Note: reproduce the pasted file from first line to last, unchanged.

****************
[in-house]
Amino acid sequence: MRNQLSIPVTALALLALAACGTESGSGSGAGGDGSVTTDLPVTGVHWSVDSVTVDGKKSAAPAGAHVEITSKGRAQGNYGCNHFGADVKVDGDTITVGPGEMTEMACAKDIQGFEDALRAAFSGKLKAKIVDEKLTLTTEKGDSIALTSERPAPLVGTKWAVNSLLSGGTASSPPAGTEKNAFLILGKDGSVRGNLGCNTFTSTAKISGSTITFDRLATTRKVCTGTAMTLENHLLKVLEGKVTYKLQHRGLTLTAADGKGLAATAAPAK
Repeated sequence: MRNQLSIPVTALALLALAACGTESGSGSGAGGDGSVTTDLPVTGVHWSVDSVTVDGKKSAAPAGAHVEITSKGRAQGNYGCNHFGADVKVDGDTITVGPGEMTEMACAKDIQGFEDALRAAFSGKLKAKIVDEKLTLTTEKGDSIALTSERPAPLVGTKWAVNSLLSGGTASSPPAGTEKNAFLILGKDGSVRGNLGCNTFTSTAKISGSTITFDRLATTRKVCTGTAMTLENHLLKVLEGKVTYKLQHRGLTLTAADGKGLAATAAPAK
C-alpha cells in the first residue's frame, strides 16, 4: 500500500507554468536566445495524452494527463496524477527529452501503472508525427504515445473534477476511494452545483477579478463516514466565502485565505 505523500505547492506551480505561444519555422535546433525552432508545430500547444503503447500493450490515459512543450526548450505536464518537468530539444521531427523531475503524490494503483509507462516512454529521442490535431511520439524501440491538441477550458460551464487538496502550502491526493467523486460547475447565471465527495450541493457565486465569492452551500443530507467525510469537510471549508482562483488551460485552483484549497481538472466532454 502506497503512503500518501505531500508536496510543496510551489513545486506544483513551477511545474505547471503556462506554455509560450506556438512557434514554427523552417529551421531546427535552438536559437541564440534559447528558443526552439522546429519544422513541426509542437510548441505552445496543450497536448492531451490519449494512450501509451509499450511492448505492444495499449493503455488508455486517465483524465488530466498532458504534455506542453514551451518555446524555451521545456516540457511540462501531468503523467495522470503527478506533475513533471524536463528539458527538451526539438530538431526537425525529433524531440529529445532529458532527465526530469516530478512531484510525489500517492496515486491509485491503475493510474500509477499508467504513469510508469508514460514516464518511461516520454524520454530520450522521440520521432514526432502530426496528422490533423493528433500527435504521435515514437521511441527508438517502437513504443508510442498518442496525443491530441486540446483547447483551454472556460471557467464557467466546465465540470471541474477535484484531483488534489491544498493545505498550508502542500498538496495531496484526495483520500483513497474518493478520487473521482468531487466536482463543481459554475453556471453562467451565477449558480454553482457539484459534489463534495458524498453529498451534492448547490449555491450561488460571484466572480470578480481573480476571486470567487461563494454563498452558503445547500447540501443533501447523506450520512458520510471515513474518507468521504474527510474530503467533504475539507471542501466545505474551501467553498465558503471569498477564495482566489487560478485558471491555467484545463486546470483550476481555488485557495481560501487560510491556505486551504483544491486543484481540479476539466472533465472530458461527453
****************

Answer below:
[in-house]
Amino acid sequence: MRNQLSIPVTALALLALAACGTESGSGSGAGGDGSVTTDLPVTGVHWSVDSVTVDGKKSAAPAGAHVEITSKGRAQGNYGCNHFGADVKVDGDTITVGPGEMTEMACAKDIQGFEDALRAAFSGKLKAKIVDEKLTLTTEKGDSIALTSERPAPLVGTKWAVNSLLSGGTASSPPAGTEKNAFLILGKDGSVRGNLGCNTFTSTAKISGSTITFDRLATTRKVCTGTAMTLENHLLKVLEGKVTYKLQHRGLTLTAADGKGLAATAAPAK
Repeated sequence: MRNQLSIPVTALALLALAACGTESGSGSGAGGDGSVTTDLPVTGVHWSVDSVTVDGKKSAAPAGAHVEITSKGRAQGNYGCNHFGADVKVDGDTITVGPGEMTEMACAKDIQGFEDALRAAFSGKLKAKIVDEKLTLTTEKGDSIALTSERPAPLVGTKWAVNSLLSGGTASSPPAGTEKNAFLILGKDGSVRGNLGCNTFTSTAKISGSTITFDRLATTRKVCTGTAMTLENHLLKVLEGKVTYKLQHRGLTLTAADGKGLAATAAPAK
C-alpha cells in the first residue's frame, strides 16, 4: 500500500507554468536566445495524452494527463496524477527529452501503472508525427504515445473534477476511494452545483477579478463516514466565502485565505 505523500505547492506551480505561444519555422535546433525552432508545430500547444503503447500493450490515459512543450526548450505536464518537468530539444521531427523531475503524490494503483509507462516512454529521442490535431511520439524501440491538441477550458460551464487538496502550502491526493467523486460547475447565471465527495450541493457565486465569492452551500443530507467525510469537510471549508482562483488551460485552483484549497481538472466532454 502506497503512503500518501505531500508536496510543496510551489513545486506544483513551477511545474505547471503556462506554455509560450506556438512557434514554427523552417529551421531546427535552438536559437541564440534559447528558443526552439522546429519544422513541426509542437510548441505552445496543450497536448492531451490519449494512450501509451509499450511492448505492444495499449493503455488508455486517465483524465488530466498532458504534455506542453514551451518555446524555451521545456516540457511540462501531468503523467495522470503527478506533475513533471524536463528539458527538451526539438530538431526537425525529433524531440529529445532529458532527465526530469516530478512531484510525489500517492496515486491509485491503475493510474500509477499508467504513469510508469508514460514516464518511461516520454524520454530520450522521440520521432514526432502530426496528422490533423493528433500527435504521435515514437521511441527508438517502437513504443508510442498518442496525443491530441486540446483547447483551454472556460471557467464557467466546465465540470471541474477535484484531483488534489491544498493545505498550508502542500498538496495531496484526495483520500483513497474518493478520487473521482468531487466536482463543481459554475453556471453562467451565477449558480454553482457539484459534489463534495458524498453529498451534492448547490449555491450561488460571484466572480470578480481573480476571486470567487461563494454563498452558503445547500447540501443533501447523506450520512458520510471515513474518507468521504474527510474530503467533504475539507471542501466545505474551501467553498465558503471569498477564495482566489487560478485558471491555467484545463486546470483550476481555488485557495481560501487560510491556505486551504483544491486543484481540479476539466472533465472530458461527453